Can I obtain a Certificate of University Studies at the archives?
Yes, you can. Your inquiry should be in writing (preferably by letter with a stamped self-addressed envelope enclosed) including your surname (maiden name if applicable), first name, date and place of birth as well as an indication of the period you were studying at Heidelberg University. Please tell us where you would like us to send the certificate (e.g. your home address).
Can I take a look at the Archives’ records online?
Unfortunately, original documents cannot be accessed online at this time; nevertheless, on our website you will find a summary of records and several finding aids. We are constantly working on completing these online finding aids so you can read up on our records before you come by. Once you have found what you are looking for, please let us know by letter or e-mail the item’s detailed reference number as well as the date you are planning to pay us a visit.
Example of a citation: => Rep 141/5
Do I have to make an appointment in order to visit the Archives?
You can usually use the Archives’ services without making an appointment. Please take note of our opening hours. As our records need to be fetched from our storeroom before they can be examined in the reading room, you can spare yourself a lot of waiting time by telling us in advance what archival documents you need.
How can I prepare for a visit at the Archives?
The more detailed the information you can give us on your topic of research, the better we will be able to help you. This greatly enhances your chances that we can provide you with the right documents. Moreover, it helps considerably when you collect as much information as possible, e. g. the most relevant literature, before you visit us.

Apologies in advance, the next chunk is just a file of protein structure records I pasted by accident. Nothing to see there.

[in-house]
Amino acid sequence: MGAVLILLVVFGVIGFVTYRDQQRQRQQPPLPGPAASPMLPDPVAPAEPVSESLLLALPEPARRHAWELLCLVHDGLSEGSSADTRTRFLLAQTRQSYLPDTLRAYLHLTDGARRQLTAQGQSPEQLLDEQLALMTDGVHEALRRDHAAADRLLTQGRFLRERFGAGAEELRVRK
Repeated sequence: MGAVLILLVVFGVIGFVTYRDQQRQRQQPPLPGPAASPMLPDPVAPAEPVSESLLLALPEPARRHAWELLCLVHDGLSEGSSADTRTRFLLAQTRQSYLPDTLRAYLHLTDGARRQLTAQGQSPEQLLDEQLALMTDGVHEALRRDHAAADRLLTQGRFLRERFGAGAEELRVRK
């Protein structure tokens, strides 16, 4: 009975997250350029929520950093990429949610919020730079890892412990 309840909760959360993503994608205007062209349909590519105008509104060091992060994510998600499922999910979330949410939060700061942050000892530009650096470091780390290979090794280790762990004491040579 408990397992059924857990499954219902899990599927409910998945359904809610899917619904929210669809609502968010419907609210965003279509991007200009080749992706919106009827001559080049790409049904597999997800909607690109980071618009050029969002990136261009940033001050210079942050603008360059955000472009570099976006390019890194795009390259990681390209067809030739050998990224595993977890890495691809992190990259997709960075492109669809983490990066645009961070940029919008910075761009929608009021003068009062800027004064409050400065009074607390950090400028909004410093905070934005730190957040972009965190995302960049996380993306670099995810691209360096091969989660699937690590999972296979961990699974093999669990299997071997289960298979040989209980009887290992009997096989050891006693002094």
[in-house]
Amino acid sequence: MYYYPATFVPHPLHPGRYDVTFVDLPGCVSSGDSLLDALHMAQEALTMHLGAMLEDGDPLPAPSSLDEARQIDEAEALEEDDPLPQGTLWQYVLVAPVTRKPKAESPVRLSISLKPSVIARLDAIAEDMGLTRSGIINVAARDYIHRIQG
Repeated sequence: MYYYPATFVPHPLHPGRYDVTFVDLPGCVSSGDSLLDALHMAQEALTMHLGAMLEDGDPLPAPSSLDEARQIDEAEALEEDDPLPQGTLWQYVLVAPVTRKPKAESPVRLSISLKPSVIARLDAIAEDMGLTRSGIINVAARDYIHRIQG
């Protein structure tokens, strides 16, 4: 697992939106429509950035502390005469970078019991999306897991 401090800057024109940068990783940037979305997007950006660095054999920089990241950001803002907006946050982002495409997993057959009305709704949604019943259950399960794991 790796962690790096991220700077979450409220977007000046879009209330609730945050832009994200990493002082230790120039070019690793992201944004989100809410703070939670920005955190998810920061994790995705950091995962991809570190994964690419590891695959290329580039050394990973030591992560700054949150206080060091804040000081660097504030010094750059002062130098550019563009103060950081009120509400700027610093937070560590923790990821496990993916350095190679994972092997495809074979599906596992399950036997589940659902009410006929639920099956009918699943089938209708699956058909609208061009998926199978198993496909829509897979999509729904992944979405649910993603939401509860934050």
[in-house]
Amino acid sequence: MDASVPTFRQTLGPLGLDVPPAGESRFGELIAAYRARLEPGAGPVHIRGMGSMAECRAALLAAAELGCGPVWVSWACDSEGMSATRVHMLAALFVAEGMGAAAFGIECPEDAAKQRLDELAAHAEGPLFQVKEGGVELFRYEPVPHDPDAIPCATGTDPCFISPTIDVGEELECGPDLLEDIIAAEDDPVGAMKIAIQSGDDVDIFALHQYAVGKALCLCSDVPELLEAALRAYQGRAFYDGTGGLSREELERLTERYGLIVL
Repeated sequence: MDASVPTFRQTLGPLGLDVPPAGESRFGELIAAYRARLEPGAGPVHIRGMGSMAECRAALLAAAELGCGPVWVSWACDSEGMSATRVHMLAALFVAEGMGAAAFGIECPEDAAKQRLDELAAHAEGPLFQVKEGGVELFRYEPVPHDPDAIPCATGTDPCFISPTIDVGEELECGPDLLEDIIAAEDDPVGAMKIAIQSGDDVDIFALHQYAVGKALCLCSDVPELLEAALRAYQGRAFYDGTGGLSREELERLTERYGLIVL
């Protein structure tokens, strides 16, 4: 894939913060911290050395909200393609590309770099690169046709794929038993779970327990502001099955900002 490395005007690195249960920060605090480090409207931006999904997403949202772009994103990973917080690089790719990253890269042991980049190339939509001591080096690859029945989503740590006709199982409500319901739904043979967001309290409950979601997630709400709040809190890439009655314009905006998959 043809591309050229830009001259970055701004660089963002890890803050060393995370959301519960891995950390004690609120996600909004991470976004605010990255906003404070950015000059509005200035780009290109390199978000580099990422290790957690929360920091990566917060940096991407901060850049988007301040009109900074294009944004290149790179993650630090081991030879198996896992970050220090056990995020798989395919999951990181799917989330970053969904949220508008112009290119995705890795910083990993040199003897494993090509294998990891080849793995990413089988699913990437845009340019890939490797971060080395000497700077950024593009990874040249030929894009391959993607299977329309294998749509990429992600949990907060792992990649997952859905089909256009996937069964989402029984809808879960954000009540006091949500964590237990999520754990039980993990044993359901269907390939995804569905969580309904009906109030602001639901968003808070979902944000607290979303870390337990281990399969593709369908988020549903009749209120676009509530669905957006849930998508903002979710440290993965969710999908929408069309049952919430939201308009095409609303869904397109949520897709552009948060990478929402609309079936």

Will I get charged for using the Archives’ services?
For the most part, the Heidelberg University Archives’ services are free of charge. This includes assistance and access to our finding aids. However, in accordance with our list of fees we will charge you for exceptionally time-consuming research and all expenses incurred (e.g. scans, photocopies etc.).
Can I obtain copies of archived material?
Provided the items concerned are not at risk of being damaged in the copying process, and that no copyright or privacy is infringed, our staff can make copies (either in print or electronic form) of books or archived material. However, please be aware that if your request is too extensive and time-consuming it might not be fulfilled. You may take photographs with your own camera only by special arrangement with us. Please see our list of fees.
Are there any restrictions on the access to or use of records?
Both reasons of preservation as well as legal restrictions can interfere with your usage of our records. Generally, administrative documents become accessible to the public after a period of thirty years. There is a ten year waiting period before the personal materials of deceased people may be accessed. If you would like to look at any documents relating to a person that is still alive, you will have to get their permission first.
Can I use my laptop in the reading room?
Yes, you can.
How am I supposed to handle archived material?
No food or drinks may be taken into the Archives’ reading room or offices. Smoking is prohibited as well. Although it is impossible to guarantee an utterly quiet working experience, we ask all our users to do their best to maintain a quiet atmosphere by keeping the noise level to a minimum. Although you may order as many documents as you would like, you may only examine five at a time. When you return them, you may receive the next five.
Taking notes on archival documents, using them as blotting pads, or tracing their contents etc. are not allowed. Moreover, archival materials must be handled with care, ordered in exactly the same way as they were before, and may not be altered in any way.
One last piece of advice!
Do not forget to take short notes on all reference numbers and titles of the documents you work with. It is quite likely these notes will turn out useful at some point.